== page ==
The Pleasanton City Council agreed Tuesday to pay $1.9 million in legal fees to two affordable housing coalitions in a 4-0 vote that also scuttled the city's voter-approved 1996 housing cap that was designed to prevent runaway residential growth.
With the vote, the council authorized the first payment of $995,000 from its "Self-Insurance Retention fund as the first of two installments totaling $1.9-million in taxpayer funds to cover legal fees incurred by Urban Habitat and Public Advocates, who first sued the city in 2006 over affordable housing issues, including the cap.
Last March, Judge Frank Roesch of the Alameda County Superior Court ruled in favor of the housing coalitions and order Pleasanton to strip the housing cap from its rule books.
Atty. Tom Brown, who was hired as outside counsel to represent Pleasanton in the litigation — and whose firm also was paid $500,000 for its services — told the council that the legal battle saw early successes for the city in early Superior Court rulings, but then lost on appeal to both the State Court of Appeal and the State Supreme Court, with the case ultimately being decided by Roesch.
Atty. Gen. Jerry Brown also sued the city over its new General Plan that included the housing cap and joined the affordable housing coalitions in their Superior Court suit.
The settlement agreed to Tuesday night ends all litigation against the city over these issues with Brown's office also agreeing to waive any claims against the city for reimbursement of its legal expenses.
It also removes a ruling by Roesch that had prevented Pleasanton from issuing any commercial building permits until the negotiations had been successfully completed or the city had appealed his decision. With little commercial development under way in the current economy, the ruling had no impact on Pleasanton although some investors had expressed concerns if the ban lasted much longer.
The settlement brought groans from the four council members but they also said they had little choice in settling litigation that Brown and other legal experts said would likely become much more costly if an appeal was filed with little chance of winning the case. Mayor Jennifer Hosterman was on vacation yesterday and did not join in the final council vote.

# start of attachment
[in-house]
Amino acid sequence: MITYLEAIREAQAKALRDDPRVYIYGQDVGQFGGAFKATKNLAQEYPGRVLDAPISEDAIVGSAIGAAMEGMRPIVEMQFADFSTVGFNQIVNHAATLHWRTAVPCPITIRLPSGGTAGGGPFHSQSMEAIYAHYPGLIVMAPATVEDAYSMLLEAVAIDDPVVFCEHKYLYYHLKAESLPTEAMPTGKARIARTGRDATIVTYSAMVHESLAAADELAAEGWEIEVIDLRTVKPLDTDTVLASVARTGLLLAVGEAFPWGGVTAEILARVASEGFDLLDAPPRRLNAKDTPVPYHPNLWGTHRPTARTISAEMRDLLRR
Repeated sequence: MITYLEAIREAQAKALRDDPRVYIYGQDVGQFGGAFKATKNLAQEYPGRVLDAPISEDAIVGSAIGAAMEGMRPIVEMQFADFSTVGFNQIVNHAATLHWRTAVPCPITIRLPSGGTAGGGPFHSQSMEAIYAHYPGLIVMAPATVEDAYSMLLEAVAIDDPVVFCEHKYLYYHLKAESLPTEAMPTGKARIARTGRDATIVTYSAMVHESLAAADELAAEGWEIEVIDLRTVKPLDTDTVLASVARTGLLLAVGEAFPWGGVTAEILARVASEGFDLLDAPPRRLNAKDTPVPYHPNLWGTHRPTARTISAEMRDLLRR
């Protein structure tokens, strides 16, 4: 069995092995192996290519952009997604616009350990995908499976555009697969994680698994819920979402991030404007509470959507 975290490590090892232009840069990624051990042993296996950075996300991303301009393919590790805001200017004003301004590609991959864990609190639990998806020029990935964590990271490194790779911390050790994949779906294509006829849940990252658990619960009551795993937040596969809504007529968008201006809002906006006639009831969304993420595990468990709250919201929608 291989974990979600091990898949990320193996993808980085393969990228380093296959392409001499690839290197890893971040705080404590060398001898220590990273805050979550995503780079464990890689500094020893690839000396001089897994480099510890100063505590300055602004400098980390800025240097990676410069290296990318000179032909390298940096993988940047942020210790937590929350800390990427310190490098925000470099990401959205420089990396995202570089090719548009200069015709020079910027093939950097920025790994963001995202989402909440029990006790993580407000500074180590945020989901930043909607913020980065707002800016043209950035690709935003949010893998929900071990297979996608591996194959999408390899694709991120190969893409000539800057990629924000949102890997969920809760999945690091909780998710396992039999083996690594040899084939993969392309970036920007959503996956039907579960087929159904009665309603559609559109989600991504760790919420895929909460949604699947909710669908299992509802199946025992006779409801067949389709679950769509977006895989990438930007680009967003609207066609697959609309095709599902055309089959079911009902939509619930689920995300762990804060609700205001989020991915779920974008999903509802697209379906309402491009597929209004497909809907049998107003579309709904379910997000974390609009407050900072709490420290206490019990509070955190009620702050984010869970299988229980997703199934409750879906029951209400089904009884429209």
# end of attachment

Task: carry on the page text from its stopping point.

In ruling against Pleasanton, Roesch agreed with the two housing coalitions that the housing cap violated state law and prevented the city from accommodating its regional "fair share" housing needs assessment numbers (RHNA) as mandated by the state. In response, and as part of the settlement, the city agreed to rezone additional acreage of available land for high density housing—apartments and town houses up to 30 units per acre. That process is now under way in a section of Hacienda Business Park.
The housing cap of 29,000 units was adopted in 1996 by voters at the recommendation of the late Mayor Ben Tarver, former Mayor Tom Pico and others on the City Council at the time. Pico said it was an arbitrary figure that allowed the city and school district to plan ahead for serving residential needs as the city reached buildout.
The latest figures reported by the city show that 27,000 apartments and homes have been built in Pleasanton with few requests for additional housing in the current building downturn. That could change and Urban Habitat representatives convinced Roesch that the cap would prevent the city from building sufficient housing in the future to accommodate its state-imposed share of low-income, affordable and workforce housing.
Councilwoman Cindy McGovern said the housing cap was put in place with good intentions by Pleasanton voters who wanted to keep the small town appeal and not overwhelm the city with more traffic than it can handle or exceed the planned limits on water and sewer capacity.
"I attended the court hearings and sat in on the discussions with the affordable housing groups," she said. "It became clear to me that local laws are now being superseded by state laws and that we would have to find an agreement that satisfied everyone while still maintaining local control."
Councilwoman Cheryl Cook-Kallio said that the housing cap was probably consistent at the time with the view of the public to limit the number of homes that could eventually be built in Pleasanton.
"None of us wants to see unbridled growth in our city and now we have to keep our eye on the ball and focus on retaining as much local control as possible."
But City Manager Nelson Fialho said the city's Growth Management provision remain in place, which limit the number of housing permits each year to no more than 350 units. That number has not been issued in years, he said.